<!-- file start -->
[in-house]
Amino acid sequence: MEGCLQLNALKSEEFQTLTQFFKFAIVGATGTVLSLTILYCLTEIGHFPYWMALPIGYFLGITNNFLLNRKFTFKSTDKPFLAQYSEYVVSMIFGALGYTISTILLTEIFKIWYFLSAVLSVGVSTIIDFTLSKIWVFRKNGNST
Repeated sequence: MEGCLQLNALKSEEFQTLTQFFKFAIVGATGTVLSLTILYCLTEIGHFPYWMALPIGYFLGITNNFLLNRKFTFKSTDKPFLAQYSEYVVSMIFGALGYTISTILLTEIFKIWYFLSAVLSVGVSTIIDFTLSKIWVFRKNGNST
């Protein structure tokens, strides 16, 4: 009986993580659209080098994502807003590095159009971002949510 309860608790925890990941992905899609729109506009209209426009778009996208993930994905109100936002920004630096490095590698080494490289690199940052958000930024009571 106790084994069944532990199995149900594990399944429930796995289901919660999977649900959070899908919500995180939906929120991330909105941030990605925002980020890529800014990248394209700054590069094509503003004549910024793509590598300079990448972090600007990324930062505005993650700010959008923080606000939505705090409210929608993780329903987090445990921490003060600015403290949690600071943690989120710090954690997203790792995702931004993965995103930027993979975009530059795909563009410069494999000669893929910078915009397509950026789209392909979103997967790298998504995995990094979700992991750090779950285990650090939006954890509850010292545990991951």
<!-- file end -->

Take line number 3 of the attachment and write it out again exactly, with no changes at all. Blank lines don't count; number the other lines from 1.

Repeated sequence: MEGCLQLNALKSEEFQTLTQFFKFAIVGATGTVLSLTILYCLTEIGHFPYWMALPIGYFLGITNNFLLNRKFTFKSTDKPFLAQYSEYVVSMIFGALGYTISTILLTEIFKIWYFLSAVLSVGVSTIIDFTLSKIWVFRKNGNST